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06/29/08 3:04 PM ET

Branyan, Brewers fit perfectly together

Left-handed batter brings power, consistency to the plate

MINNEAPOLIS -- It was just one of those things. It made sense -- a fit for both sides. Manager Ned Yost attributed it to luck. Whatever the case may be, Russell Branyan's emergence as a dangerous left-handed bat in the lineup has been a boon for the Brewers.

In the offseason, Branyan convinced Brewers general manager Doug Melvin to give him a Minor League chance. The fit was obvious: Branyan was jobless and living in Nashville, the home to Milwaukee's Triple-A affiliate, and the Minor League club had a hole at third base.

Branyan has turned into much more than filler for the Minor League squad. He has seized control of the third-base job for the Brewers and is a valuable left-handed bat for the club.

"We got lucky there," Yost said. "It was a little bit of vision from Doug, seeing that you could have Russell in the system in case something happened. ... It just worked out."

Branyan destroyed the ball in his brief stint with the Sounds -- batting .359 with 12 home runs and 36 RBIs in just 153 at-bats -- forcing the Brewers to give him a shot with the big league club. Bill Hall was struggling, and the club gave Branyan at-bats against right-handed pitchers in a platoon.

"It was time," Yost said of the callup. "He was really doing well and Billy was struggling at the time against right-handed pitching. We needed another left-handed bat in our lineup, so we figured we'd give him a chance to see what he can do."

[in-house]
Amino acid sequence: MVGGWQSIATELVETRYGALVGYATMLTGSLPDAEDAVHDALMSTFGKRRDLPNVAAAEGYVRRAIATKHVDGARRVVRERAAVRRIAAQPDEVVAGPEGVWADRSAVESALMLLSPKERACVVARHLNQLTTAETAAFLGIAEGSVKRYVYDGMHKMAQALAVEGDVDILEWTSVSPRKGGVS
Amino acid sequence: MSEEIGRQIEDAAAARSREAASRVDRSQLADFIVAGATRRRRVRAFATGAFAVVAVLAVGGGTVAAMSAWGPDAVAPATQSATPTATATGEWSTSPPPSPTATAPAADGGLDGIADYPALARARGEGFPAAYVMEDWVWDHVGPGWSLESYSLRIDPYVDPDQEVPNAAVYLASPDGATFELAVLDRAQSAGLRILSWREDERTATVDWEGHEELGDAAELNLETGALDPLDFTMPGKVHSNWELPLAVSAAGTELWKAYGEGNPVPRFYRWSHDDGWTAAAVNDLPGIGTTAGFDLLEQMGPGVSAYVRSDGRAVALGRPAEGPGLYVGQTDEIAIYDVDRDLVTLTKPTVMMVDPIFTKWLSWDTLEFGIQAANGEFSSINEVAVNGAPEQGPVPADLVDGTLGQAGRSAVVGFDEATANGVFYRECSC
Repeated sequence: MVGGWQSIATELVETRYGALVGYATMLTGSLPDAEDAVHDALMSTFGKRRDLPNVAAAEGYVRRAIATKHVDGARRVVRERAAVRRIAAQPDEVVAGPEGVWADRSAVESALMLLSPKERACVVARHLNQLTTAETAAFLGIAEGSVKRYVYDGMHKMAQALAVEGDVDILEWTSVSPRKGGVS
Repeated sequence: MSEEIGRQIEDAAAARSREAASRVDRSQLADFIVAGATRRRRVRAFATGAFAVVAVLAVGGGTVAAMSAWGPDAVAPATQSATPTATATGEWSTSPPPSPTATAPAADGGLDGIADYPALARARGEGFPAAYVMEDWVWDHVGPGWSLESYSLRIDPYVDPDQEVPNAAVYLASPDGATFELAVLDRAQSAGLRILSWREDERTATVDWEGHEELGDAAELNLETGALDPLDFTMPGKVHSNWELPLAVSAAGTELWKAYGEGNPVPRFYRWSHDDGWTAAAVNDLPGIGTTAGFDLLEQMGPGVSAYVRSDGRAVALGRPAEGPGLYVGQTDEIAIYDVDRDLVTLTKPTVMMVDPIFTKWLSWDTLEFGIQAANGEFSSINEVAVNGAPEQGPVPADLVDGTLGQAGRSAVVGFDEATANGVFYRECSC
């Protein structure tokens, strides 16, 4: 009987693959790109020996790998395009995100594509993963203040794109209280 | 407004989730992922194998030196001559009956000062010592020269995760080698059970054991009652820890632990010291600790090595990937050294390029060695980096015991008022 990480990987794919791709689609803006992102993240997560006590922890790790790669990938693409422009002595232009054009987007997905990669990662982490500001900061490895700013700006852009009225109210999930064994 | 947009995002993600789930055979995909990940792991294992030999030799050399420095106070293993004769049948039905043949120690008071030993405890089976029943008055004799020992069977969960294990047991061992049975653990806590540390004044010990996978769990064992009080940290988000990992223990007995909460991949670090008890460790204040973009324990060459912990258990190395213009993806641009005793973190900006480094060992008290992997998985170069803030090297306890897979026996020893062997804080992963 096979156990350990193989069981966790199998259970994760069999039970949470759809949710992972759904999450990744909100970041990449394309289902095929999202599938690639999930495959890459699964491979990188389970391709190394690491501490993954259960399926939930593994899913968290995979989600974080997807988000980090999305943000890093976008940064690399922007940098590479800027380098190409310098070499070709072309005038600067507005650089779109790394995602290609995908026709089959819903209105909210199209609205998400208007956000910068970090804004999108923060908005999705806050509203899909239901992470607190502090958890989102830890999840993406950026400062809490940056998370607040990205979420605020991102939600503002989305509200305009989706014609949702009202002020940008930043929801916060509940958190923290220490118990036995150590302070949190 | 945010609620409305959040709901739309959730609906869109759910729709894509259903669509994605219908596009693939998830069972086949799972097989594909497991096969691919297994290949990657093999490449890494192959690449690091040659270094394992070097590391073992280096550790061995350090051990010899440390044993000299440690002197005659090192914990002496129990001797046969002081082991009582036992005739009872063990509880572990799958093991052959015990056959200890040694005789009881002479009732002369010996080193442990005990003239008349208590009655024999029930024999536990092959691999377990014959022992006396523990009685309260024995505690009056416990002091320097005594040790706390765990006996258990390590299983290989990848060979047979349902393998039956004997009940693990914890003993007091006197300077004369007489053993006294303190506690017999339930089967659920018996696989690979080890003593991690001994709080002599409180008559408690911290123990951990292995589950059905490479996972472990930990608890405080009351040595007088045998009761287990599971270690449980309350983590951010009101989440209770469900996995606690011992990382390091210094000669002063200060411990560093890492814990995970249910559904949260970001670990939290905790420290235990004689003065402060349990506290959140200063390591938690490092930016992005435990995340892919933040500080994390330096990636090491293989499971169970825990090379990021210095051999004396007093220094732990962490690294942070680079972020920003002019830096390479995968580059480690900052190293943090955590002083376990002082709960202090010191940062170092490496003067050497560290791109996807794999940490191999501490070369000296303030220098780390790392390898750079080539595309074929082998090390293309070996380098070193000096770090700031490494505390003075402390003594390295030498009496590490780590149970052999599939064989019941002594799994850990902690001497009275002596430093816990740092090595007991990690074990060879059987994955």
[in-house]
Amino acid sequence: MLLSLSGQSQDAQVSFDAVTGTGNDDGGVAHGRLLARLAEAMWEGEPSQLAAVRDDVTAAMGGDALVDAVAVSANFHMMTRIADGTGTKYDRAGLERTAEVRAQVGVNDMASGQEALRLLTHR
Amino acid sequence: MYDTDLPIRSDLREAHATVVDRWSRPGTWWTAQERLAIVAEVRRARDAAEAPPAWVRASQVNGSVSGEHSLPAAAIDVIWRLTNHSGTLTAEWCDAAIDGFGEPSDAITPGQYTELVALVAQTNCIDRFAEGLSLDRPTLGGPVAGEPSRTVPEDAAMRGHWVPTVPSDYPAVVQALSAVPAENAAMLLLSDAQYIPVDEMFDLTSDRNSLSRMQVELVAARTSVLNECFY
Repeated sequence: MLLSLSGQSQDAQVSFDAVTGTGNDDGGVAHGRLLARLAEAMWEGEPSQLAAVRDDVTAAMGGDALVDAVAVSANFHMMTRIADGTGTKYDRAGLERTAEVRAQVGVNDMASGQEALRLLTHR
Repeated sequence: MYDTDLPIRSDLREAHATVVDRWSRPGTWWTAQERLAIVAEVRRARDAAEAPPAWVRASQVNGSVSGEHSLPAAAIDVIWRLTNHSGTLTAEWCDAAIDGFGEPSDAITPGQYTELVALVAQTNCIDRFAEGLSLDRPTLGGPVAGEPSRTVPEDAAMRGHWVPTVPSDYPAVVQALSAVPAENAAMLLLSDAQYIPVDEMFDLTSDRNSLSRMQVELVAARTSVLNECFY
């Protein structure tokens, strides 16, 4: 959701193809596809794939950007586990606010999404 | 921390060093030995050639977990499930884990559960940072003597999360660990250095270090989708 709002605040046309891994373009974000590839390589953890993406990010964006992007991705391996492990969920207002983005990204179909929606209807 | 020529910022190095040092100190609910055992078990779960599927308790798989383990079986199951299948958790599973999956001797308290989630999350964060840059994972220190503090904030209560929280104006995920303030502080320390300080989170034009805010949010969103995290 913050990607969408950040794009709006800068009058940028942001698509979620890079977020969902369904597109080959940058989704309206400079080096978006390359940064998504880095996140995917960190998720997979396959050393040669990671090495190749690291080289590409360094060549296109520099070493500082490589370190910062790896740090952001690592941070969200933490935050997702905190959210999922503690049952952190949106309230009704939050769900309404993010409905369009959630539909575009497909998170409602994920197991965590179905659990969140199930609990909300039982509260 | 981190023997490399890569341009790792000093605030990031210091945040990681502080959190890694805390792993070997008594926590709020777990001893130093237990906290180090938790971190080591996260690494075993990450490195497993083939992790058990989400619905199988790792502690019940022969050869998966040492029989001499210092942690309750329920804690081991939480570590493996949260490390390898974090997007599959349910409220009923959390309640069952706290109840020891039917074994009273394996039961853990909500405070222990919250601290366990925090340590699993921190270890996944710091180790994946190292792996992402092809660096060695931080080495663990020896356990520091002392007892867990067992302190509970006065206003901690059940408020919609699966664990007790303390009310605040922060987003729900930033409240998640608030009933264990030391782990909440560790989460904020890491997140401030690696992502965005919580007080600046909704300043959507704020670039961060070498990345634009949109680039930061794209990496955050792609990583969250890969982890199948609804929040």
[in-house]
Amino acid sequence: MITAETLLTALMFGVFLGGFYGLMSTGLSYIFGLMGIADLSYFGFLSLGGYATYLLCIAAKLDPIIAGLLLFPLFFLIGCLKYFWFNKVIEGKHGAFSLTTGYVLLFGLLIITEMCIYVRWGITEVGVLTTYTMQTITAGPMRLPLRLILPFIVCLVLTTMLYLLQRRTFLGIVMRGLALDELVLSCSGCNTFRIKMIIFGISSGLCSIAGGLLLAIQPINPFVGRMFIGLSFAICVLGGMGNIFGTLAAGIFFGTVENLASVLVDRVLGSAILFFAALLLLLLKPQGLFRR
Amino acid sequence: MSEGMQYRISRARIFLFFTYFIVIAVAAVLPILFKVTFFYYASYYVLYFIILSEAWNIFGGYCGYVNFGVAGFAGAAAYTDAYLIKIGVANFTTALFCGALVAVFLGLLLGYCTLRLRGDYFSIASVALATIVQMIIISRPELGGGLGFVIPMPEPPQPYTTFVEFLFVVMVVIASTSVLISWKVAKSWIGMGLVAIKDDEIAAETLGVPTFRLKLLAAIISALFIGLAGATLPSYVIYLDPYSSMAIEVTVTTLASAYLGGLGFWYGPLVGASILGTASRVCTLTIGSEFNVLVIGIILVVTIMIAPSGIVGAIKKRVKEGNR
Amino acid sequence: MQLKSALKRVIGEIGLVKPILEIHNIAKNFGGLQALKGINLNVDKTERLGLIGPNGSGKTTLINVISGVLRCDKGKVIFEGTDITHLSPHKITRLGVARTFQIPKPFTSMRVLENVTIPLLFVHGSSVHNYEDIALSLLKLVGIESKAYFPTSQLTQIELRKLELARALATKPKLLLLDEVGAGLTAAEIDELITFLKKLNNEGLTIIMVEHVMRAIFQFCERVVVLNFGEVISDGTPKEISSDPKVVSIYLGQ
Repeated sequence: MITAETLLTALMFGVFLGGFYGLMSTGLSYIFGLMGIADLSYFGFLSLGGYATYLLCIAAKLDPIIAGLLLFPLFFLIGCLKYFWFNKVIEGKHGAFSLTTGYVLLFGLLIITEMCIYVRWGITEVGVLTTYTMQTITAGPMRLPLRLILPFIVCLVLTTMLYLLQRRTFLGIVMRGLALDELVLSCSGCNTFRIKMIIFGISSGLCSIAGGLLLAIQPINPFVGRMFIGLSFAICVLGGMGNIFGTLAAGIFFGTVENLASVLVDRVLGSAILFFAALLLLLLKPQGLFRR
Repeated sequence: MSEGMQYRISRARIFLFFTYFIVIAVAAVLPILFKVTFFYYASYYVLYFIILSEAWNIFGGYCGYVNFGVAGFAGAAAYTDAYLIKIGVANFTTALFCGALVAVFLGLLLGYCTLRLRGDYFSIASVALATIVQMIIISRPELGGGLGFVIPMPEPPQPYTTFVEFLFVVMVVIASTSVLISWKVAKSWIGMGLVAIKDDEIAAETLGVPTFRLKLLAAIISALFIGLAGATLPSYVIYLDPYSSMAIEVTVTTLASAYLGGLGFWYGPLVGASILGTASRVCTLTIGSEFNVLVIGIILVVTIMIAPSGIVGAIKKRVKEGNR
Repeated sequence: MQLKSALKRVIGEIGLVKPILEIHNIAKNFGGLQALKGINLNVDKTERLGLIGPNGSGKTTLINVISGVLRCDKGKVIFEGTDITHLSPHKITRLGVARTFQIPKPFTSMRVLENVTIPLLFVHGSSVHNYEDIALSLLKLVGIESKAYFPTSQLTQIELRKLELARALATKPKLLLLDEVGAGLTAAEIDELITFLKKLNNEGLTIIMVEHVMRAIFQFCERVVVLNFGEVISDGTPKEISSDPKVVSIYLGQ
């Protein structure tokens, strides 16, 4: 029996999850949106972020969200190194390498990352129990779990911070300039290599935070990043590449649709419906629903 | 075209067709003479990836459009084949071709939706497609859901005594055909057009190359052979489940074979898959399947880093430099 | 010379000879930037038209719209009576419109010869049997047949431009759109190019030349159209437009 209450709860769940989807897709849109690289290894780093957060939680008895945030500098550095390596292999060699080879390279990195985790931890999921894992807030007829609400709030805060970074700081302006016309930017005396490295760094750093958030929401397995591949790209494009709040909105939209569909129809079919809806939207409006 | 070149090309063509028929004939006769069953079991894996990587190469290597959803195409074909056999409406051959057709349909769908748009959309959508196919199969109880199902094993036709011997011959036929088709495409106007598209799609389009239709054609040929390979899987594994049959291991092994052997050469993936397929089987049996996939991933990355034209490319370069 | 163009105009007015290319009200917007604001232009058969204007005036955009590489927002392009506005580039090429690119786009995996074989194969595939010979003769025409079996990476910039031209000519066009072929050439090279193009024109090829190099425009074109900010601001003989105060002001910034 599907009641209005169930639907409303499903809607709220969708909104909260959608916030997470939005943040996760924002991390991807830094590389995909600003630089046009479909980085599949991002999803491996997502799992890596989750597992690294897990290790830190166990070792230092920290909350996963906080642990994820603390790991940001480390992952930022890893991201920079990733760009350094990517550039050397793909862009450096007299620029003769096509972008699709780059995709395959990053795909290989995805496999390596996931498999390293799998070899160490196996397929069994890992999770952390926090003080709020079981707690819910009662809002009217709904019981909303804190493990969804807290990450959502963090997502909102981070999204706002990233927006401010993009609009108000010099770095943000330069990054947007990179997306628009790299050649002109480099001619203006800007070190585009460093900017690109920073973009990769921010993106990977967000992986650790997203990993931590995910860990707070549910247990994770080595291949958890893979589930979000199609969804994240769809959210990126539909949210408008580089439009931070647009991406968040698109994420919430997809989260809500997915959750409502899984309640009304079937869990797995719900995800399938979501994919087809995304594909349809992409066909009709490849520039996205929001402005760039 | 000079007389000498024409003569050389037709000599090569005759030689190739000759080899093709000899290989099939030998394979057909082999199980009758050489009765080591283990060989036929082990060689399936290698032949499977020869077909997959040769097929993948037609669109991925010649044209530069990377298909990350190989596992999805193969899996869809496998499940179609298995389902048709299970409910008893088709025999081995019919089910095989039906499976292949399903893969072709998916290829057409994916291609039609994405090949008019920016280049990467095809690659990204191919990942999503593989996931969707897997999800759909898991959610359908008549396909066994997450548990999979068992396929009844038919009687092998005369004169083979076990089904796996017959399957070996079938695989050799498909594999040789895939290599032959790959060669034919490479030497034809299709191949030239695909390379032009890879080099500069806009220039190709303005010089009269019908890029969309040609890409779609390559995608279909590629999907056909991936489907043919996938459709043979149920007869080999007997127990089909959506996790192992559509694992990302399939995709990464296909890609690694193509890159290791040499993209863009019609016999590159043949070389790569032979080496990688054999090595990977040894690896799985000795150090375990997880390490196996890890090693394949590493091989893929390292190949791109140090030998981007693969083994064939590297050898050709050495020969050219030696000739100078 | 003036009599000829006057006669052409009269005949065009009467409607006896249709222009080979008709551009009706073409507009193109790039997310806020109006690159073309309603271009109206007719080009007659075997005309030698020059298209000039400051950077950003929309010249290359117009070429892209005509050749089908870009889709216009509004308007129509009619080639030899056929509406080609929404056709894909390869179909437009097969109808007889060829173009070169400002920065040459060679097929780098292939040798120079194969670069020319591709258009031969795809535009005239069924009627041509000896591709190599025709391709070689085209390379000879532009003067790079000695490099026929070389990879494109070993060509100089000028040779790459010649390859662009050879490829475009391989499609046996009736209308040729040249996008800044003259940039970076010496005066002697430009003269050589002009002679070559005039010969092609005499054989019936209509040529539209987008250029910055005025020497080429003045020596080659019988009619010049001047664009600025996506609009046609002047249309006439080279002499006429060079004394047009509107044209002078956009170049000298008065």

He's done plenty. Branyan has continued to crush the ball with the Brewers, batting .289 with 11 home runs in only 89 at-bats. His .747 slugging percentage, while compiled in a small sample size, would lead the Majors by a comfortable margin if he had the requisite at-bats.

"I know how this game is," Branyan said earlier this week. "I know I could have come up and landed flat on my face, then been back in the situation I've always been in, sitting on the bench and wondering when I'm going to play again. I'm fortunate to have been able to come up swinging the bat well in Triple-A and continue it here."

Yost is perfectly willing to put up with Branyan's strikeout numbers -- he's whiffed 31 times in 83 at-bats in 2008 despite the hot start -- as long as he hits for power and gets on base.

"You look at Russell's numbers in the past, the percentage of balls put in play, his batting average is extremely high," Yost said. "So it's putting the big numbers in play. He's made some adjustments and now he puts a lot more balls in play."

That adjustment has given Branyan a stranglehold on a starting job with the Brewers. The club has reaped the benefits -- Milwaukee is 21-12 since Branyan made his debut with the team on May 25.

"He's done a nice job," Yost said. "He's taken advantage of his opportunity."

Thor Nystrom is an associate reporter for MLB.com. This story was not subject to the approval of Major League Baseball or its clubs.